Cryptographer James A. Donald, who back in 2008 became the first person to comment on Satoshi’s proposal for Bitcoin, recently shared his thoughts on making financial privacy scalable. I thought it would be interesting to share an edited version here.

Does the Zcash community have a similar vision of scalability for privacy-enabling blockchains? If so, how much does it have in common with Donald’s?

For full scalability, we want to end with a proof that a merkle root is the root of the set of valid transaction outputs, with no one person having the full set of valid transaction outputs, nor the full set of transactions necessary to prove that those outputs are valid. Rather each full peer keeps around those branches of the merkle tree that contain the outputs and transactions that he cares about.

[For that], you need a proof generation and verification engine that operates on a virtual machine.

And you need a programming language for this virtual machine, so that you can do actual operations on immense piles of data, and produce a concise proof that you did the operation on a pile of data presented by the root of a merkle tree, that the merkle tree has a certain property – even though no one party has the full, and potentially vast, merkle tree, rather every party has those branches of the merkle tree that he cares about.

We want to prove that each transaction output is an output from a transaction that is facially valid, its inputs are equal to its outputs, that each transaction input was consumed in one, and only one transaction, and that this merkle root represents a collection of transactions with a certain weight of stake or weight of work, so that if there are competing merkle roots, which should happen from time to time due to one merkle root containing one branch of a double spend, and another merkle root containing the other branch of a double spend, everyone takes the heaviest root as authoritative, and building the next merkle root on the heaviest merkle root of which he is aware, so that the total weight grows forever, each merkle root having its own weight, plus the weight of all the roots on which it is built.

Fundamentally, ZK-Starks prove that the prover knows a solution to an NP-complete problem. Unfortunately the proof is quite large, and the relationship between that problem, and anything that anyone cares about, extremely elaborate and indirect.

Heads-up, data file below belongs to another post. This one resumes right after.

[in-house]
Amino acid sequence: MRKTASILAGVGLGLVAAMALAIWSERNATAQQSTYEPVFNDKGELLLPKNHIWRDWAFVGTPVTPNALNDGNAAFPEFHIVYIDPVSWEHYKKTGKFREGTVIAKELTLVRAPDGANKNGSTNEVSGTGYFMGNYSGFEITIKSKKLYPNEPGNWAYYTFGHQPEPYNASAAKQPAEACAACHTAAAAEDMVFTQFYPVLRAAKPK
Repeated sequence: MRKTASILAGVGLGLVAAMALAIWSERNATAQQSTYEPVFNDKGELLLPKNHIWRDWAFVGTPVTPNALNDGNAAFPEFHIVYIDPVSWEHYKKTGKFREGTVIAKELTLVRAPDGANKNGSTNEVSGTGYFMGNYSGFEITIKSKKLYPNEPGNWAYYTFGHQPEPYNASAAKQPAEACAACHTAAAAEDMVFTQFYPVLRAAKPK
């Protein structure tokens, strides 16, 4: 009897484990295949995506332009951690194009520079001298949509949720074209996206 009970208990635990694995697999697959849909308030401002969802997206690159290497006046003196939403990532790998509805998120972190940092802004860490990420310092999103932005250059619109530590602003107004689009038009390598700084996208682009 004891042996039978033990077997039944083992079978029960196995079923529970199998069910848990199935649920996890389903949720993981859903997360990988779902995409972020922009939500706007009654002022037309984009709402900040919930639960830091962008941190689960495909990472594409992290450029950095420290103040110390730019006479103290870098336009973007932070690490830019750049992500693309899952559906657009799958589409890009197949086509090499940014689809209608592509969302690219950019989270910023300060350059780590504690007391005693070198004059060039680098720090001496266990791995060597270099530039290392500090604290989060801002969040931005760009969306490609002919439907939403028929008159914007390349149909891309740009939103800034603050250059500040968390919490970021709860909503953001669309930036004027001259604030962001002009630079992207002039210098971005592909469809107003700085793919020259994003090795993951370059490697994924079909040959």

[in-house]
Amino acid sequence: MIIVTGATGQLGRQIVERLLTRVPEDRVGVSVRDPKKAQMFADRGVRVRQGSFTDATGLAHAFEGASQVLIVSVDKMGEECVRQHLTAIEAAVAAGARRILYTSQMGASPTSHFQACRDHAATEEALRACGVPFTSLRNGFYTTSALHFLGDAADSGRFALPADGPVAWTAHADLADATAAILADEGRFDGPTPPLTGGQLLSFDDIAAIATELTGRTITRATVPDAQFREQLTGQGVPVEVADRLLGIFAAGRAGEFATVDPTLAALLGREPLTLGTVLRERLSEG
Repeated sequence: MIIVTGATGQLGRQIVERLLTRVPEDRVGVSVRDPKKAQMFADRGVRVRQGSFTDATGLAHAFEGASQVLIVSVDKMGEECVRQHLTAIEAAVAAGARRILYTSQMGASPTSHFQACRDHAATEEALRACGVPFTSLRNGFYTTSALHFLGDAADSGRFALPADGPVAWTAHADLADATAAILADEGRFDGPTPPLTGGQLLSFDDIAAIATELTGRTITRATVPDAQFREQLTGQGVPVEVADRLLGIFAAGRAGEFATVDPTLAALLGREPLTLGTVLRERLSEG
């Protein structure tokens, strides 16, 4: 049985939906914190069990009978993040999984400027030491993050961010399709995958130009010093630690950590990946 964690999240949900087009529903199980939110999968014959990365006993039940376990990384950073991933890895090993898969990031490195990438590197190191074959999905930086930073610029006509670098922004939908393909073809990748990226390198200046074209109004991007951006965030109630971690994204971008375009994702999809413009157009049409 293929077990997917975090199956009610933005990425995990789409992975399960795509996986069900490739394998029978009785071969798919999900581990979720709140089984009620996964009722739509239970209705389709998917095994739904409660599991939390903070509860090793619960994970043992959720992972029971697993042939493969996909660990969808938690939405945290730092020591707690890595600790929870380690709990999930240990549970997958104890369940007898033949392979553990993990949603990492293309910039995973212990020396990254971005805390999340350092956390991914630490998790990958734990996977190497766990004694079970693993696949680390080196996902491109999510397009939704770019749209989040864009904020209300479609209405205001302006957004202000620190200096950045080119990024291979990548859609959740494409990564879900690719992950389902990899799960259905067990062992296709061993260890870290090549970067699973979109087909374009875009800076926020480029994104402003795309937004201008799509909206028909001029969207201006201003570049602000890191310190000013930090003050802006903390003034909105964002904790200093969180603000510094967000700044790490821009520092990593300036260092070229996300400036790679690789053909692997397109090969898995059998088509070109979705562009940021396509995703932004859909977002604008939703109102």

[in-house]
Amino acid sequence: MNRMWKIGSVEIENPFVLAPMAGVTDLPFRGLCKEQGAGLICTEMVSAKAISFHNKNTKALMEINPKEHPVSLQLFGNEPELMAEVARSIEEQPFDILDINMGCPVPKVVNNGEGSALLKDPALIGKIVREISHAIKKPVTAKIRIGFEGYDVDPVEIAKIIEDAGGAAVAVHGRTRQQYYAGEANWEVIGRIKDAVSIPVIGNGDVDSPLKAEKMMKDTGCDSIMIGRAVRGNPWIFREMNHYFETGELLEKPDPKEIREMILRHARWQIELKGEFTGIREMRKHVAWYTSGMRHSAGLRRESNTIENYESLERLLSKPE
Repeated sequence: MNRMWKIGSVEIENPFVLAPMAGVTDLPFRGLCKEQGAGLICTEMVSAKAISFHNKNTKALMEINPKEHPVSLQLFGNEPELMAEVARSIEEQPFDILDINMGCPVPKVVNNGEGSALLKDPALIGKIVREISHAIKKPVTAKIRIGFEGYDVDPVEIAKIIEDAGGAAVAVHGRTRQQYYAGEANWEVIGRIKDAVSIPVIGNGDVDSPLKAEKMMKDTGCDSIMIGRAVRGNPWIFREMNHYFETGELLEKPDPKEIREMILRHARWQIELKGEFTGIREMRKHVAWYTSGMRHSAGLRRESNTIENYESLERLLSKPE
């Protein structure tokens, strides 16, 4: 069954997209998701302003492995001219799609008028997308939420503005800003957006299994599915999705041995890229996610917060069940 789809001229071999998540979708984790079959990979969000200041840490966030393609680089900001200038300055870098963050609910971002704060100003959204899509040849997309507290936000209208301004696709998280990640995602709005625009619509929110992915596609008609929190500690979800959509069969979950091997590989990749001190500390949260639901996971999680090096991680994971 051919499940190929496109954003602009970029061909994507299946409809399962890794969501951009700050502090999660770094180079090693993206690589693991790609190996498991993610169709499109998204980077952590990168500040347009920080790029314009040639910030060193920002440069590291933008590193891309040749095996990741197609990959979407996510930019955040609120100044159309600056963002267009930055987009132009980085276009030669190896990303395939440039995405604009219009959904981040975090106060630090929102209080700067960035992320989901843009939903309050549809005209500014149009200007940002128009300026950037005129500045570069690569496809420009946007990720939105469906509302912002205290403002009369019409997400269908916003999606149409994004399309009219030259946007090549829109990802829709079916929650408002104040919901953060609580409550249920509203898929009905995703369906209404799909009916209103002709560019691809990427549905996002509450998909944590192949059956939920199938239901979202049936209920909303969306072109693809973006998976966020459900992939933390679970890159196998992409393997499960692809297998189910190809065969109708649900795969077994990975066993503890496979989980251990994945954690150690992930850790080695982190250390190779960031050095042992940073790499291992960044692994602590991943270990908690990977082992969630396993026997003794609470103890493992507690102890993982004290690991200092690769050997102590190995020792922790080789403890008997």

So you need a language that will generate such a relationship. And then you can prove, for example, that a hash is the hash of a valid transaction output, without revealing the value of that output, or the transaction inputs.

But if you have to have such a proof for every output, that is a mighty big pile of mighty big proofs, costly to evaluate, costly to store the vast pile of data.

So, rollups. You produce a proof that you verified a pile of proofs. You organize the information about which you want to prove stuff into a merkle tree, and the root of the merkle tree is associated with a proof that you verified the proofs of the direct children of that root vertex. And proof of each of the children of that root vertex proves that someone verified their children. And so forth all the way down to the bottom of the tree, the origin of the blockchain, proofs about proofs about proofs about proofs.

And then, to prove that a hash is a hash of a valid transaction output, you just produce the hash path linking that transaction to the root of the merkle tree. So with every new block, everyone has to just verify one proof once. All the child proofs get thrown away eventually.

Which means that peers do not have to keep every transaction and every output around forever. They just keep some recent roots of the blockchain around, plus the transactions and transaction outputs that they care about. So the blockchain can scale without limit.

The root language for zero-knowledge rollups needs to be a language that drives a virtual machine operating on merkle trees, and written in this root language, there needs to be a domain specific language for each particular blockchain, which blockchain must be structured as a roughly balanced merkle tree, rather than as a chain.